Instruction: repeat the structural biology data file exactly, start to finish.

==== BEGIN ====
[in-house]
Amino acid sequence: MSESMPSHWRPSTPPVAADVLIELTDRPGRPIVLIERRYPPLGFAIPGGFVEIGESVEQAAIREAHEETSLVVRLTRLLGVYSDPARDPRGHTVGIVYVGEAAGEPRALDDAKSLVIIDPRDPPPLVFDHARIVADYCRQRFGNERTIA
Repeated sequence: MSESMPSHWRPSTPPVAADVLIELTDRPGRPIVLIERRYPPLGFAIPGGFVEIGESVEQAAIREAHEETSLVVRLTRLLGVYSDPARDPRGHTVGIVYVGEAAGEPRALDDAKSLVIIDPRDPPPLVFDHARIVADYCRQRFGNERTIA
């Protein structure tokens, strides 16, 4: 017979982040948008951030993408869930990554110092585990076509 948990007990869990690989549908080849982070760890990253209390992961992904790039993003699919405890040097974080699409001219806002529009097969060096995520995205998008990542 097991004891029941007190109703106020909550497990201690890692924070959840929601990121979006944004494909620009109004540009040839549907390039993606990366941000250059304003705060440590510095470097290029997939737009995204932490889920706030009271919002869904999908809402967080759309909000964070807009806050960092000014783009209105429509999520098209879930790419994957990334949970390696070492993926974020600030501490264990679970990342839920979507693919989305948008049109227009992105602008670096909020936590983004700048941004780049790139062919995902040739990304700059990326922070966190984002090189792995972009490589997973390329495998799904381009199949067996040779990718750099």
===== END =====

[in-house]
Amino acid sequence: MSESMPSHWRPSTPPVAADVLIELTDRPGRPIVLIERRYPPLGFAIPGGFVEIGESVEQAAIREAHEETSLVVRLTRLLGVYSDPARDPRGHTVGIVYVGEAAGEPRALDDAKSLVIIDPRDPPPLVFDHARIVADYCRQRFGNERTIA
Repeated sequence: MSESMPSHWRPSTPPVAADVLIELTDRPGRPIVLIERRYPPLGFAIPGGFVEIGESVEQAAIREAHEETSLVVRLTRLLGVYSDPARDPRGHTVGIVYVGEAAGEPRALDDAKSLVIIDPRDPPPLVFDHARIVADYCRQRFGNERTIA
């Protein structure tokens, strides 16, 4: 017979982040948008951030993408869930990554110092585990076509 948990007990869990690989549908080849982070760890990253209390992961992904790039993003699919405890040097974080699409001219806002529009097969060096995520995205998008990542 097991004891029941007190109703106020909550497990201690890692924070959840929601990121979006944004494909620009109004540009040839549907390039993606990366941000250059304003705060440590510095470097290029997939737009995204932490889920706030009271919002869904999908809402967080759309909000964070807009806050960092000014783009209105429509999520098209879930790419994957990334949970390696070492993926974020600030501490264990679970990342839920979507693919989305948008049109227009992105602008670096909020936590983004700048941004780049790139062919995902040739990304700059990326922070966190984002090189792995972009490589997973390329495998799904381009199949067996040779990718750099």